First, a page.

What happened in one of Nevada's toughest prisons is somewhat murky, but this much is certain: Two handcuffed High Desert State Prison inmates brawled in a hallway, and one ended up dead from several shotgun blasts. The other was declared guilty of murder, even though he never touched a gun. Prison officials acknowledged the death in November with only a short statement, and for months never mentioned a weapon was involved or that it had been fired by a trainee guard. Since then, the mystery of the shooting in a segregation unit has only deepened, with attorneys for both inmates now accusing prison guards of instigating the fight to set up a gladiator-style contest and then trying to cover it up by blaming the surviving prisoner.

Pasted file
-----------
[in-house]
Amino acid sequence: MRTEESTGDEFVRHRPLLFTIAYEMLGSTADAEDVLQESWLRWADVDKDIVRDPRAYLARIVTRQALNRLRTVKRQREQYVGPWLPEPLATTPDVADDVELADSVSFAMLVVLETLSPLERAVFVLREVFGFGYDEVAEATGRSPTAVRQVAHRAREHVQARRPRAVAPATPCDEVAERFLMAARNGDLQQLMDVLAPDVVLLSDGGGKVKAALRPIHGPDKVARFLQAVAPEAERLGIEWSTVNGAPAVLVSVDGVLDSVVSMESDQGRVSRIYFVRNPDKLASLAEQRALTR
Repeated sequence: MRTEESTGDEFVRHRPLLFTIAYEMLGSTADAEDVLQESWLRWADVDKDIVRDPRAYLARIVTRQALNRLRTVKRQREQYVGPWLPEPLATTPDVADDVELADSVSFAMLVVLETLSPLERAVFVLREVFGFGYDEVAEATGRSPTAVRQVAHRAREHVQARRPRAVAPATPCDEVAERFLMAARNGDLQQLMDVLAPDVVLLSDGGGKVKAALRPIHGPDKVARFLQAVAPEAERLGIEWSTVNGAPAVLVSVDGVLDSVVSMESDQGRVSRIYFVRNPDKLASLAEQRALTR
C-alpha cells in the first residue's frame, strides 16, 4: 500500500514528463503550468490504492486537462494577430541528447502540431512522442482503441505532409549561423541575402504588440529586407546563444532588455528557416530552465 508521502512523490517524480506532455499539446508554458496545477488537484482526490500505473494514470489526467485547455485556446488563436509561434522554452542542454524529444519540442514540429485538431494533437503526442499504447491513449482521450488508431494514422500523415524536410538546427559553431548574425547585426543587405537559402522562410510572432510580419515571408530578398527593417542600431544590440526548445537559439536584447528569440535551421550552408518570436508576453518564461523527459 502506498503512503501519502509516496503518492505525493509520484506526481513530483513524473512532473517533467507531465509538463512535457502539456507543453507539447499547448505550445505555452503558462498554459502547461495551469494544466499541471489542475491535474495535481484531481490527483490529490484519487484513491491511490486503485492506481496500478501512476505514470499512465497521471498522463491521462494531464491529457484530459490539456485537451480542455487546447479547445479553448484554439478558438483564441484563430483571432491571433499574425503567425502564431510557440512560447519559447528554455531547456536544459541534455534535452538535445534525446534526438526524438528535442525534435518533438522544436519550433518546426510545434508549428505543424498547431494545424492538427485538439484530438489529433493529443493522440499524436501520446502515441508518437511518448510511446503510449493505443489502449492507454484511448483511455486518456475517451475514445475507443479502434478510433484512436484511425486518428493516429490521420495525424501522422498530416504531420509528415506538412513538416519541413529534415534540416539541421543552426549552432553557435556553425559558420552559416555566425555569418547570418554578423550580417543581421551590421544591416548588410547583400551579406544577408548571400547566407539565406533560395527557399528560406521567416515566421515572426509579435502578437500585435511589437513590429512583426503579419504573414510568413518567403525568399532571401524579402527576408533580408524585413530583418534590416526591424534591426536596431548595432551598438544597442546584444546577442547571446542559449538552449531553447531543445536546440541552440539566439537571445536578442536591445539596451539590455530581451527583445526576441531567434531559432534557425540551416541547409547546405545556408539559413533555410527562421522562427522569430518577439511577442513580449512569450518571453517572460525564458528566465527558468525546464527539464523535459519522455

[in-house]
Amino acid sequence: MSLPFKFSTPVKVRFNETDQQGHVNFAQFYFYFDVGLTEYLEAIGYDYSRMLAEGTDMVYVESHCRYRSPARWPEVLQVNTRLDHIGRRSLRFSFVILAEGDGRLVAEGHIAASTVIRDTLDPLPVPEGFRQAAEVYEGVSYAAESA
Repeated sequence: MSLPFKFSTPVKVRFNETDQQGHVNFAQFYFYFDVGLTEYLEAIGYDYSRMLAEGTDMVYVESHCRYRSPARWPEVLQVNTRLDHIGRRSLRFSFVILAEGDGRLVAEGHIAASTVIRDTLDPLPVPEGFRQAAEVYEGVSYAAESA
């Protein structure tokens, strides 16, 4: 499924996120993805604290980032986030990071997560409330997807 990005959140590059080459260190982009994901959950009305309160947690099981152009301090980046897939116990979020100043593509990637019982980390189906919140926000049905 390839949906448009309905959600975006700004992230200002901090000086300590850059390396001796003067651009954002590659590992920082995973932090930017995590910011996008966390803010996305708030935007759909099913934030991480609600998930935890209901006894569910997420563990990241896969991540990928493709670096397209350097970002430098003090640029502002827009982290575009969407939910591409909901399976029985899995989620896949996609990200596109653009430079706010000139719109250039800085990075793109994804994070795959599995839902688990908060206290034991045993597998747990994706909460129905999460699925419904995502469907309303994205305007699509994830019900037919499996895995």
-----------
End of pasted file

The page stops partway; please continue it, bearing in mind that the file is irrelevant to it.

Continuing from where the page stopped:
A report by the trainee guard dated the day after the Nov. 12 incident describes how he warned Andrew Arevalo, 24, and Carlos Manuel Perez Jr., 28, to stop fighting, fired one blank, issued more warnings, and then fired three live rounds down the hall. Perez died of gunshot wounds to the head, neck, chest, and arms; Arevalo suffered similar wounds but survived. Prison administrators initially sentenced Arevalo to 18 months in the "the hole" for the murder and associated charges; last week, months after Arevalo was put in isolation, prison officials withdrew the murder and assault allegations after objections from his lawyer and repeated questions from the AP. The unnamed three guards remain on paid leave. Read much more on the case, and High Desert guards' history of using gunfire to control the 4,200 inmates, here.